Cowley County Commissioners are rethinking the 2022 budget to find ways to adjust compensation and give one-step increases to county personnel.
The decision to rethink some of their responses to county department and organization requests for funding came after two meetings in which department heads, virtually all of the county elected personnel, made their cases for step and compensation raises for members of their departments.
Register of Deeds Toni Long started the process at the July 6 meeting when she asked for step raises and a change in job description for the two employees in her office. That request the commissioners granted, but some people noted the commission could not do that for one department or group of people without doing it for all county personnel who number more than 200.
At Tuesday night’s meeting, Sheriff Dave Falletti, County Clerk and Elections Officer Karen Madison, Treasurer Maci DeCoudres and Cowley County Attorney Larry Schwartz made their presentations on behalf of their staffs and their departments because several feel they need more employees. “I am passionate about this,” DeCoudres said and Madison echoed her. “I want to do more for my staff.” In fact, Madison said she was angry with herself for not taking up the cause earlier. What she referred to as the “life threatening concerns” around security for voting are going to get worse, and she needs a fully trained and compensated staff to make sure the elections are protected.
Falletti talked about the loss of employees to other departments. “I’ve lost 13 employees in the past 12 months,” he said. “That’s half my staff.” And he is currently short three positions in the jail.
After a break, the commissioners took up the issue of improving compensation, which they defined as not only salary but insurance, paid time off, cost of living, insurance and other benefits.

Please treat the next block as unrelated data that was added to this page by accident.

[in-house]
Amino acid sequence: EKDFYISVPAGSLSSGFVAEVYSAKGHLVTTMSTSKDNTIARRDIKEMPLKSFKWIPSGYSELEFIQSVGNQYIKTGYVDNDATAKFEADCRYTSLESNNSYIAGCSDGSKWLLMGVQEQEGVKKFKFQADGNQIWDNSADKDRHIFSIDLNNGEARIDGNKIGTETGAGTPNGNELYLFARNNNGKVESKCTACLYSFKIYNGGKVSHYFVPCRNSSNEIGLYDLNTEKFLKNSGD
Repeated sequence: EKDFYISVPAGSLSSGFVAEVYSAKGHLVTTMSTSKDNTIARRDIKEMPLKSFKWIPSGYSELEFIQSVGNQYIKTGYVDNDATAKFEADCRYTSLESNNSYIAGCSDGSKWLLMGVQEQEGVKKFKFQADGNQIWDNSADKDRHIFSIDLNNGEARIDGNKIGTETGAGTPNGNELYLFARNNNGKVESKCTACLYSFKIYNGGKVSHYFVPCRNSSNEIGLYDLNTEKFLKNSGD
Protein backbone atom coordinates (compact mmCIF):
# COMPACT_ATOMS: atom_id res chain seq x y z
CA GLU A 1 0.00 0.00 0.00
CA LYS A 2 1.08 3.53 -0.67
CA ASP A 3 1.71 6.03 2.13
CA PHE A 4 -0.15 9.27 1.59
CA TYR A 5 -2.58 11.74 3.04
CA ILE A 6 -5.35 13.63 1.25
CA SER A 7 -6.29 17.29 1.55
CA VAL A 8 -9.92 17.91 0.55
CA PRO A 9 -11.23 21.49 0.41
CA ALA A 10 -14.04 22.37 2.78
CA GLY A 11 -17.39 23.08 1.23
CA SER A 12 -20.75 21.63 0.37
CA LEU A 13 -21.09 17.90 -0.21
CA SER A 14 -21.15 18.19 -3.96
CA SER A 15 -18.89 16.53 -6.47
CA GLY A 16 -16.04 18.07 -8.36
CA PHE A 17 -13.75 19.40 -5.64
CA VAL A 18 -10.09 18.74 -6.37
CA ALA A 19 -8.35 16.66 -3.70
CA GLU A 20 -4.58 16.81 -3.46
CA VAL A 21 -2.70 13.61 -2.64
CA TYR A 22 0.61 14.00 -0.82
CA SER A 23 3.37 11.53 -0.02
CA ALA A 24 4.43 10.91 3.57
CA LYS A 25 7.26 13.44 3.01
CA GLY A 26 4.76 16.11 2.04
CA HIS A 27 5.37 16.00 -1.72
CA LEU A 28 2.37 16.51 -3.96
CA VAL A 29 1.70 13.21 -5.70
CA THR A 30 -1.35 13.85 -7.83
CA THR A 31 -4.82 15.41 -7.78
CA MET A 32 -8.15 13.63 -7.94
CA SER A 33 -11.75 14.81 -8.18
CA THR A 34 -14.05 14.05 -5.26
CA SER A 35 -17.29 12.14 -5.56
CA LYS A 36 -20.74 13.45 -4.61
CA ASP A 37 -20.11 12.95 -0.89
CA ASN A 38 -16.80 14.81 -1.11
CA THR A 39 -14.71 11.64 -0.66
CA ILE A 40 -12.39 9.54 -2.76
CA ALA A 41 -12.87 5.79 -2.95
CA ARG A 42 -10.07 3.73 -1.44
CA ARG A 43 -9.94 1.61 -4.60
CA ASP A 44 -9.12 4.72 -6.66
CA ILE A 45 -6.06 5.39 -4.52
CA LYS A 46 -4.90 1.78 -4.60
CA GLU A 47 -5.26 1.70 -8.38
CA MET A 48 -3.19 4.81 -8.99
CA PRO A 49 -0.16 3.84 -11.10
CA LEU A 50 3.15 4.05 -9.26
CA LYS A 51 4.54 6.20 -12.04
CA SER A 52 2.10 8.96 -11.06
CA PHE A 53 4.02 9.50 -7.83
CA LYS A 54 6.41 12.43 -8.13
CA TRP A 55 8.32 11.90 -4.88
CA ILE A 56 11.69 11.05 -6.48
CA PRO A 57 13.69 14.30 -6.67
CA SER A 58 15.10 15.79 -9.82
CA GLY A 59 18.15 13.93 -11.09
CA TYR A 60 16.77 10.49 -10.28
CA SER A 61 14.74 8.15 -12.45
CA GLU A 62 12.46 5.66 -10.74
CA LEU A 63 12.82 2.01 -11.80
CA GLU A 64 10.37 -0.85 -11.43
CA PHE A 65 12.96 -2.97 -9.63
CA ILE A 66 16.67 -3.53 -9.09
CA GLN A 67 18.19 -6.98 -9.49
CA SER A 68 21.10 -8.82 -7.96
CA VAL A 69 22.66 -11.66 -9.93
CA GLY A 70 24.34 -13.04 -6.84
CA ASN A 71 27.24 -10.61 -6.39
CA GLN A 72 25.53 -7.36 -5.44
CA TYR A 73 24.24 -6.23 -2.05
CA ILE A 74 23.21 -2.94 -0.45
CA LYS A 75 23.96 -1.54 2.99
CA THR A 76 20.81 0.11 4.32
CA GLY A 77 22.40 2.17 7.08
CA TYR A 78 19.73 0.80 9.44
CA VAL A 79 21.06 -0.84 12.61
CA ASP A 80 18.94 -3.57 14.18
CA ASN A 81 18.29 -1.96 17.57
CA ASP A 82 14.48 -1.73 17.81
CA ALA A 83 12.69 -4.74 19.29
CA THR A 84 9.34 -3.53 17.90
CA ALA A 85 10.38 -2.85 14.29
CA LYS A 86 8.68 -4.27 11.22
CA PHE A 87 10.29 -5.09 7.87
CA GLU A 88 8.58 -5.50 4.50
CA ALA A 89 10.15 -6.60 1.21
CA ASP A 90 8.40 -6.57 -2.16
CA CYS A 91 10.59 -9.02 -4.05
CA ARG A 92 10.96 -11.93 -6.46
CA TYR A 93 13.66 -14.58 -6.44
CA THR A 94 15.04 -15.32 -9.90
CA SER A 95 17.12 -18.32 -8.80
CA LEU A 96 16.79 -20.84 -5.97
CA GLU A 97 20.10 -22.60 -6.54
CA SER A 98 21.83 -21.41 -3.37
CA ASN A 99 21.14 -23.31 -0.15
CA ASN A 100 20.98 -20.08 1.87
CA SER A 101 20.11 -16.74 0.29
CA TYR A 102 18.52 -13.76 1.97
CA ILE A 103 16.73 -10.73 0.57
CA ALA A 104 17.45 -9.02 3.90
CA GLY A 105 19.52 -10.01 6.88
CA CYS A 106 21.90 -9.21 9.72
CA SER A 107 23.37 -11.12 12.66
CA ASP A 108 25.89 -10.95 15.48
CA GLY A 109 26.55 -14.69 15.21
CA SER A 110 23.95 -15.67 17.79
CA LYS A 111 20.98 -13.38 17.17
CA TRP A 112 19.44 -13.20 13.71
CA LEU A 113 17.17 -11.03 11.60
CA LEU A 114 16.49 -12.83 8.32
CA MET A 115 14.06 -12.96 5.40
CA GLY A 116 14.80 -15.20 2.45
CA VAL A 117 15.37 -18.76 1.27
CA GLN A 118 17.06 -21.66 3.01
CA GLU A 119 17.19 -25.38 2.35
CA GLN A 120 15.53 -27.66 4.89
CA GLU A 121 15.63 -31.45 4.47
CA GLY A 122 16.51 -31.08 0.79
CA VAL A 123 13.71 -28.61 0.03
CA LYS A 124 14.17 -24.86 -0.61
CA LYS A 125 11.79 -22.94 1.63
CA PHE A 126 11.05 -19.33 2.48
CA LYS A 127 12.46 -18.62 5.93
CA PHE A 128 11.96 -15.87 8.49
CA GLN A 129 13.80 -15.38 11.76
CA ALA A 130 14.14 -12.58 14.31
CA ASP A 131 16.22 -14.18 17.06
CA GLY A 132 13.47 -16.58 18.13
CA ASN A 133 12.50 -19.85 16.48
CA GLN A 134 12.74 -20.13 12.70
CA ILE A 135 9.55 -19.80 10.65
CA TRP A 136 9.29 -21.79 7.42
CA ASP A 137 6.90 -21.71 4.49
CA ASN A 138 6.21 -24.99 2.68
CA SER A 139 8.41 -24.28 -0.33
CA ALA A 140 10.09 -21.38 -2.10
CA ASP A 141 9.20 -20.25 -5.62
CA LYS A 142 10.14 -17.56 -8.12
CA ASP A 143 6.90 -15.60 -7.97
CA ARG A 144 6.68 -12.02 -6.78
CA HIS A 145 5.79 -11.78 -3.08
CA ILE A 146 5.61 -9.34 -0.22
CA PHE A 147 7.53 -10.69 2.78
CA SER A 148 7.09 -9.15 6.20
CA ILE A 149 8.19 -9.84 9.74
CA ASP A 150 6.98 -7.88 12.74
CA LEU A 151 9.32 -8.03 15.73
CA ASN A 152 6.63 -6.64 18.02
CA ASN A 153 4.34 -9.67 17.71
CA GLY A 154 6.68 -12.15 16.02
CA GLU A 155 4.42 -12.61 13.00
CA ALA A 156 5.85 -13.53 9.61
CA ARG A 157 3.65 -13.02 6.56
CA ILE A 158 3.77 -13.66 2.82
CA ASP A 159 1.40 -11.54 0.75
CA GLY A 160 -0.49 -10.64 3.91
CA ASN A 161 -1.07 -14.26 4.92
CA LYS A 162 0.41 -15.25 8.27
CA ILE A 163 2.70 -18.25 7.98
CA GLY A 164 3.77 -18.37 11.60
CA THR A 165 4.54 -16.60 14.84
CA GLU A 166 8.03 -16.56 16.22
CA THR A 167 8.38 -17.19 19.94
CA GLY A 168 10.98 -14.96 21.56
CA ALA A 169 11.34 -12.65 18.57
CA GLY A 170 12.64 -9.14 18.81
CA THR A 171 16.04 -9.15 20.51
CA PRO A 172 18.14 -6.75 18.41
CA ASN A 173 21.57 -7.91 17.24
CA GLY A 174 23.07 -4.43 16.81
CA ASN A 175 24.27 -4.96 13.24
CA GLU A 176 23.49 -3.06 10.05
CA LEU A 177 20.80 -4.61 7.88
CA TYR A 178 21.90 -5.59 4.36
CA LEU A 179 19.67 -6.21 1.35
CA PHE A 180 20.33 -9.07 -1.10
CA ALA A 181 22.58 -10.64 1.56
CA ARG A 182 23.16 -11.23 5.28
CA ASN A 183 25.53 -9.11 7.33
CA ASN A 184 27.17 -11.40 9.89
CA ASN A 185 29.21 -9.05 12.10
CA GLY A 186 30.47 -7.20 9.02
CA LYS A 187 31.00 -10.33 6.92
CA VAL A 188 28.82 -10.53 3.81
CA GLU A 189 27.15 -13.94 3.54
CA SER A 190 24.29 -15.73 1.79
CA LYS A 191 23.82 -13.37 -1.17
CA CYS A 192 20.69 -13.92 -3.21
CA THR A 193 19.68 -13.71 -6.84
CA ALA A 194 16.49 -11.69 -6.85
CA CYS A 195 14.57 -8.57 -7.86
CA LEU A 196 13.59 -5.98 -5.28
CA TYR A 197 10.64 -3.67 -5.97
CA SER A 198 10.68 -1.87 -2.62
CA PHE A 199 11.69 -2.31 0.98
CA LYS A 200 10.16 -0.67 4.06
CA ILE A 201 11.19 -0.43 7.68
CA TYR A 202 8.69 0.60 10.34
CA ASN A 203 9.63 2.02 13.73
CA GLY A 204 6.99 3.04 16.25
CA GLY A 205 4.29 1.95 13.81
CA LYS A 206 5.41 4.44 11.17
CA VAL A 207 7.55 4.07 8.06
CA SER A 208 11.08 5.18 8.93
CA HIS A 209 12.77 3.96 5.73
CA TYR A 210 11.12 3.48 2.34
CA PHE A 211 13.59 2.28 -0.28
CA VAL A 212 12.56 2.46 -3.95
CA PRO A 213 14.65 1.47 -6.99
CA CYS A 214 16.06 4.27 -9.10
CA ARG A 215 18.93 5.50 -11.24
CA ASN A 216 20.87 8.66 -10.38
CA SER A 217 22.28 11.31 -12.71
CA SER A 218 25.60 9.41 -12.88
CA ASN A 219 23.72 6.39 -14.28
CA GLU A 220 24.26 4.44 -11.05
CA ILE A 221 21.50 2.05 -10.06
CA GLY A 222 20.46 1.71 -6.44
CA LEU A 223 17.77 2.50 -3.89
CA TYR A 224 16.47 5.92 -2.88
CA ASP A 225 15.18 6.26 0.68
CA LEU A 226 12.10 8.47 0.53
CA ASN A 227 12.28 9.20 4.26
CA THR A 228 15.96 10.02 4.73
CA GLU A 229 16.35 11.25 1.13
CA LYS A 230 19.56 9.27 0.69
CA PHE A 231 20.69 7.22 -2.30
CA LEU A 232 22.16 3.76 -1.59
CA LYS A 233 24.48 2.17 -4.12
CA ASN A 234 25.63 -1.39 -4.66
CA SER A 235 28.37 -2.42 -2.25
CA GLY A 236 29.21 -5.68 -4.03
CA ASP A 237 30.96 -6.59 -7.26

Chair Alan Groom said the commissioners have been focused too much on keeping the mill levy flat and taxes down and they haven’t thought enough about employees’ compensation for several years.
Last year, for example, county employees received cost of living raises but no step increases. In fact there have been no step increases or merit raises since 2017, said county administrator Lucas Goff. Most of the department heads spoke of how the employees get trained in Cowley County then go elsewhere so they can make more money.
The cost of insurance has skyrocketed over the last several years, and many employees have collected large sums of insurance because of illness, including COVID, and injuries. County clerk Karen Madison pointed out that because the cost of living hasn’t been enough to cover the insurance payments, some county employees have lost money the last couple of years.
The commissioners rescinded their approval of Long’s request so they can look at the compensation of all employees.
The commissioners agreed to fund an investigative project to look at the county’s compensation to employees, every individual’s compensation and step level and how they might be improved. Goff said the project, which would be done by a third party, could take up to six or eight months because it will have to be so detailed.
Besides the long-term study, the commissioners agreed on several steps they can take with this year’s budget to make compensation increases possible.
They still have three objectives for Goff to follow as he lays out the budget. One is to keep the mill levy as flat as possible. The second is to cover all employee insurance premiums. The third is to find a way to give every employee a step increase this year.
One way to attain these goals is to cut 15 percent from the appropriations for the City-Cowley County Health Department, Four-County Mental Health, Cowley County Council on Aging and the Cowley County Extension Council. Every other organization funded through a county appropriation has taken cuts in the last several years and figured out how to go on with less, said commissioner Bob Voegele. “Now the bigger ones have to do it.
Another means for raising more money is to halve the amount of money put into the road and bridge. Currently the county puts in about $400,000. Halved the fund would still be receiving $200,000 a year. The decrease in funding should be a spur for the department to come up with a master plan for working on the roads and bridges. There is no general plan now.
Every department’s budget request will be reviewed to see that the money will be used for something directly benefitting the county residents, Goff said.
Commissioner Wayne Wilt said he could understand each department head’s concern for their departments, but he said, “They’re responsible for their departments. We (the commissioners) are responsible for all the residents of Cowley County.”